Marine Corps veteran Kenneth Keitt went from being a self-described "machine" to someone who needed help "bathing, dressing, feeding, everything" in an instant.
A few months after returning from a tour of duty in Iraq, Keitt was involved in a single-car accident near his home in the Poconos in the early morning hours of December 2, 2012. The car ejected Keitt out of the sunroof and rolled on him, severing his spinal cord, rendering him only able to use his elbow and chin to climb up a hill to get back to the highway to look for help. He remembers laying on the shoulder of the road, hoping he wouldn't be hit by oncoming traffic. Keitt doesn't remember being rescued. He blacked out and woke up in the hospital to a room full of distressed faces of family and friends.
The doctor delivered the life-altering news that he was paralyzed.
Good luck trying to tell that to a 22-year-old Marine, who thought a broken back was no different than a broken arm or any other bone.
Reality hit in the hospital when the nurses distributed and fed meals in order from oldest to youngest. By the time they got to Keitt, his meals were always cold. He started doing crunches in the bed and gained enough strength to feed himself before the nurses arrived.
"That made me realize in my head after I got paralyzed that physical strength equaled independence," Keitt said. "Ever since then, I just realized that being physically and mentally strong will help me go further in life."
It took a few months for Keitt to comprehend that his paralyzed state was permanent. Not only did he need help doing all the basics, he and his then-wife, Rai-Lani, were expecting a child, Liam.
Born and raised in the Bronx, Keitt was the only son in a house of eight children raised by a single mother, Yvette. In fourth grade, the Keitts moved to Bushkill, Pennsylvania to escape the pitfalls of city life. Unfortunately, while visiting friends in the Bronx in 2005, a gang of teenagers jumped Keitt and three others. One of Keitt's friends, Christopher Rose, was stabbed and killed for his iPod. The story made national news as Apple's then-CEO Steve Jobs called Rose's father to express his condolences.
That incident inspired Keitt to enlist in the Marine Corps, where he learned about mental toughness and discipline.
Those traits came in handy when Keitt went to a local gym to work his way back into shape after the accident. He went from being a chisled marvel tipping the scales at 200 pounds to a thin, whispy 165 pounds due to a fluid-based diet. When he requested a personal trainer, Keitt was turned away. The gym's management team did not have the resources or wherewithal to aid someone in a wheelchair.
Keitt just started creating his own workout routines and posted them online. He has a 30-minute regimen that has garnered more than 85,000 views on YouTube and has a following of more than 15,000 on Instagram. He enrolled at Penn State and earned his bachelor's degree in business in 2019. He started a wellness company for people with disabilities, ParaPer4mance, a digital platform that connects individuals in wheelchairs and with limited mobility to fitness resources. He's since competed in adaptive sports, winning several medals in weightlifting and field events at the 2023 Veteran Wheelchair Games. He has an eye on representing his country at the 2026 Summer Paralympics in Italy.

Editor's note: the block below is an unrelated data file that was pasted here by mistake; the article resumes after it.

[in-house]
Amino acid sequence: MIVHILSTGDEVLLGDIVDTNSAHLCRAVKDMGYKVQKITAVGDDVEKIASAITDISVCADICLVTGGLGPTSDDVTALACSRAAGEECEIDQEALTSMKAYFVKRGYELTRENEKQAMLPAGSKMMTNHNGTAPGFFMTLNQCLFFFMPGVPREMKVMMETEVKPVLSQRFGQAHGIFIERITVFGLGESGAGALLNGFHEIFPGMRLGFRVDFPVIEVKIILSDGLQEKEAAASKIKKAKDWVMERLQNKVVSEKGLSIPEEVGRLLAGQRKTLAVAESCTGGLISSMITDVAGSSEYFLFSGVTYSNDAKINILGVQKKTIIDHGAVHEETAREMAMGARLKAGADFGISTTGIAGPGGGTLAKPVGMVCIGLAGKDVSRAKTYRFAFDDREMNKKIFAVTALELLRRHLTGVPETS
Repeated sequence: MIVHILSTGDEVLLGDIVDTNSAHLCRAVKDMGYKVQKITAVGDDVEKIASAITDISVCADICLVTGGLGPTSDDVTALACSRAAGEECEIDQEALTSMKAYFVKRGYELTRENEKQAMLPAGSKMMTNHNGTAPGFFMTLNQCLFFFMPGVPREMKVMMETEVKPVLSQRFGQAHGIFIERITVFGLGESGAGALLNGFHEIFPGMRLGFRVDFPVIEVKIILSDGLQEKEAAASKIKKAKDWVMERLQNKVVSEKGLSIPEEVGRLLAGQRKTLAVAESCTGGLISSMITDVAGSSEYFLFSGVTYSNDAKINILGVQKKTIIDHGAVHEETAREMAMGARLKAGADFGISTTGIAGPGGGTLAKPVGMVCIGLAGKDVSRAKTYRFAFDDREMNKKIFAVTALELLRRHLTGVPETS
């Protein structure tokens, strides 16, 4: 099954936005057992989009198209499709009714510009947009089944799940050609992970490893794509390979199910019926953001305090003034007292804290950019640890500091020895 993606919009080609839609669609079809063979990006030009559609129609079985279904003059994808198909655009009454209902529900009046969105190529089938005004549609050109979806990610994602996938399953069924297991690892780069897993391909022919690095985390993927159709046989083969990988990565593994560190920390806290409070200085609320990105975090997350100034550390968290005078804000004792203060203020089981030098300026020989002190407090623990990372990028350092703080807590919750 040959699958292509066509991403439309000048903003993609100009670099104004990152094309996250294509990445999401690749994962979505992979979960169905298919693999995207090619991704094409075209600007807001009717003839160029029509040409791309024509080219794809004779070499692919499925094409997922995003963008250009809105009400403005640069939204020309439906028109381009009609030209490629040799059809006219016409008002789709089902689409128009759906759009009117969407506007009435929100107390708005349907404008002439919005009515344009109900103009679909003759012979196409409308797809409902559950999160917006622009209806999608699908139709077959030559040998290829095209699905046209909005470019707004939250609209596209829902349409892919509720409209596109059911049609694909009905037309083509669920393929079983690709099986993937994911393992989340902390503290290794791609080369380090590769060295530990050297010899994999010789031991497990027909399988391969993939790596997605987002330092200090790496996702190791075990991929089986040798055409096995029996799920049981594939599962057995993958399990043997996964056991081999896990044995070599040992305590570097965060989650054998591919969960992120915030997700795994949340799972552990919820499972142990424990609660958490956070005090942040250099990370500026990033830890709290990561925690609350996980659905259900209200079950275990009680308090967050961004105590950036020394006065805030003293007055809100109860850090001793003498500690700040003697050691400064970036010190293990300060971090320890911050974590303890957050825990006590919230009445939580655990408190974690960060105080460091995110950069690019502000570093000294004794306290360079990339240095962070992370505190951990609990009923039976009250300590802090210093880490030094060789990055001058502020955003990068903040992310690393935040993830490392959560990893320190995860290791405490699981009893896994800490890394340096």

Keitt mentors others who have suffered injuries dramatically altering their quality of life. He receives testimonials from people who have made tremendous gains in their fitness and independence from following his social media. He serves as a role model for his son, who is now 10 years old and an avid soccer player, and demonstrates to young people that life doesn't end just because of his disposition.
"I'm so passion-driven right now that I don't even have time to think about being depressed," Keitt said. "I'm working with a lot of great people. I get exposed to a lot of great opportunities. How can you even be mad when you have these things?"
Master Gunnery Sergeant Robert Yarnall, who served for 25 years in the Marine Corps and now does consulting and grant writing for military non-profits, including the Robert Irvine Foundation, discovered Keitt on social media. Keitt was wearing a T-shirt with the word disabled, but the dis was crossed out. Keitt's story moved Yarnall, who has a son the same age and is currently serving in the Marine Corps.
Yarnall learned that one area where Keitt found it challenging to navigate was on off-road terrain – gravel trails and the beach, for example. The wheelchair slightly stunted Keitt's love of adventure, the outdoors, and fitness. Yarnall thought Keitt was the perfect candidate to receive an adaptive electric off-road bike through the Robert Irvine Foundation.
"He doesn't just motivate people who are in his situation," Yarnall said. "He motivates a lot of people. When you look at what he's doing and see that he doesn't make excuses, that motivates a whole other realm of people."
The adaptive bikes, crafted by the Bowhead Corporation, are custom-tailored to the individual. Keitt received a model at the Eagles' win over the Cowboys to showcase on the field in front of the nearly 70,000 fans in attendance.
Keitt now has a new avenue open for him to share his enthusiasm, love of life, and inspiring message of perseverance with the world. Keitt's goal is to help integrate people back into society and become the best version of themselves, whatever that looks like for them.